Classic Remarks: Recommend a Poet

Classic Remarks

Classic Remarks is a meme hosted here at Pages Unbound that poses questions each Friday about classic literature and asks participants to engage in ongoing discussions surrounding not only themes in the novels but also questions about canon formation, the “timelessness” of literature, and modes of interpretation.  Feel free to comment even if you are not officially participating!  This week’s prompt is:

Tell us about your favorite poem or poet.

Stephen Crane (1871-1900) is perhaps best known as a novelist and short story writer, as well for his involvement in realism and American naturalism.  He wrote, among other works, The Red Badge of Courage and Maggie: A Girl of the Streets.  Crane, however, also wrote poetry, publishing two volumes–The Black Riders and Other Lines and War Is Kind.

Crane’s poems address war, loss, the struggle of writing and, most of all, belief.  Sometimes Crane’s poems despair over the unkindness of merciless gods and sometimes they hold out more hope.  The conflicting notes they strike reveal Crane as a man of complexity who seems to have embraced his contradictory nature.  It’s that contradiction that draws me to his poetry.  It says that it’s okay if you don’t have all the answers.  It’s okay if you sometimes struggle.  It’s okay if you sometimes doubt.

Crane’s works are now in the public domain, so if you’re interested in his poetry, it’s not hard to find.  I recommend “Many red devils ran from my heart,” “Do not weep, maiden, for war is kind,” and “Fast rode the knight.”

Many red devils ran from my heart
And out upon the page,
They were so tiny
The pen could mash them.
And many struggled in the ink.
It was strange
To write in this red muck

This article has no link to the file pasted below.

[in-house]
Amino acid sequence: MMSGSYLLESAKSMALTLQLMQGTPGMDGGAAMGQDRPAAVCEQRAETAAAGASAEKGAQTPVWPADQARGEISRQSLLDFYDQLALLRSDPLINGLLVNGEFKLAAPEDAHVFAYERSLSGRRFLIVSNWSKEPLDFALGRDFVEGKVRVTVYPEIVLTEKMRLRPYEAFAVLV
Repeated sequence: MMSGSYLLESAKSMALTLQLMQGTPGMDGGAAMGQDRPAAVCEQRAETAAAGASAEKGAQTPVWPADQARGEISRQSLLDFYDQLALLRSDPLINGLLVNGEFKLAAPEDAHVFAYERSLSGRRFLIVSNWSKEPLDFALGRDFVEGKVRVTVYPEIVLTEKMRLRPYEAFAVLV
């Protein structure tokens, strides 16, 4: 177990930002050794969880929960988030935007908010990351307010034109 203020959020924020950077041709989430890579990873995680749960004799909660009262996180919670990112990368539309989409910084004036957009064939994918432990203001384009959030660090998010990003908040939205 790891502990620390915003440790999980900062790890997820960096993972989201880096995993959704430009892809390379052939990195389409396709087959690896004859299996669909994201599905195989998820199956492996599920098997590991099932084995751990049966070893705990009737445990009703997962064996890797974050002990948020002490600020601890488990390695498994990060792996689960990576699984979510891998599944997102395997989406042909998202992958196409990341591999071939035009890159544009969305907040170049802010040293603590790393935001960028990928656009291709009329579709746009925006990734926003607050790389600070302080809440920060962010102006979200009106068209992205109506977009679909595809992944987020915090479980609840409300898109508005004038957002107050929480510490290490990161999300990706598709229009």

Of things from my heart.

Krysta 64

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24 thoughts on “Classic Remarks: Recommend a Poet

  1. The Reading Bug says:

    What a difficult question! If there is one poem that seems to come into my head uninvited more than any other, it is probably Eliot’s endlessly interesting Prufrock – “Let us go then, you and I…”

    Liked by 2 people

  2. Cara Sue Achterberg says:

    I am poetically illiterate. Ever since a horrible high school AP english teacher, I’ve been rebelling against poetry. Probably because I have always struggled to ‘get it,’ This poem is refreshing, though, playful yet poking a bit at deeper things. Just downloaded his complete works (free on kindle!). Excited to explore a poet that might teach me a few things and set me on the road to appreciating poetry.

    Like

    • Krysta says:

      I didn’t even learn anything about poetry in high school because my English teacher didn’t like it and didn’t want to teach it…. So I don’t read much poetry on my own, but I find Crane’s poetry very accessible.

      Liked by 1 person

  3. Books, Vertigo and Tea says:

    I admit that it has not been until recently that I have decided to explore poetry. When I was younger, I was only familiar with Poe and some of the usual names that pop up in required school reading, so I enjoyed this post 🙂

    Like

  4. Lianne @ eclectictales.com says:

    Thanks for sharing this! I’ve never encountered Stephen Crane before and that poem is wonderful, will have to check out more of his work 🙂

    I have way too many favourites now that I’ve been reading quite a bit of poetry–Federico Garcia Lorca, Rainer Maria Rilke, Osip Mandelstam, Anna Akhmatova, Edgar Allan Poe–and tons of favourite poems that it’s hard to choose just one to share xD

    Like

  5. saraletourneau says:

    Poetry! 🙂 I just got back in the habit of reading a poem each night after my fiction reading and before I go to bed. I’ve acquired a number of Mary Oliver’s chapbooks and collections over the years, so I’m in the middle of catching up on those and remembering why I’m so grateful for her work. Ursula K. Le Guin is a wonderful poet, too. The versatility of her work (sci fi, fantasy, poetry, essays, short stories, etc.) never ceases to amaze me.

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  6. Nora says:

    I’m always surprised at how much I like Siegfried Sassoon’s poetry. He wrote about the First World War, which isn’t something I’m generally interested in, and how horrible it was, which I’m even less interested in, but somehow it works.

    Like

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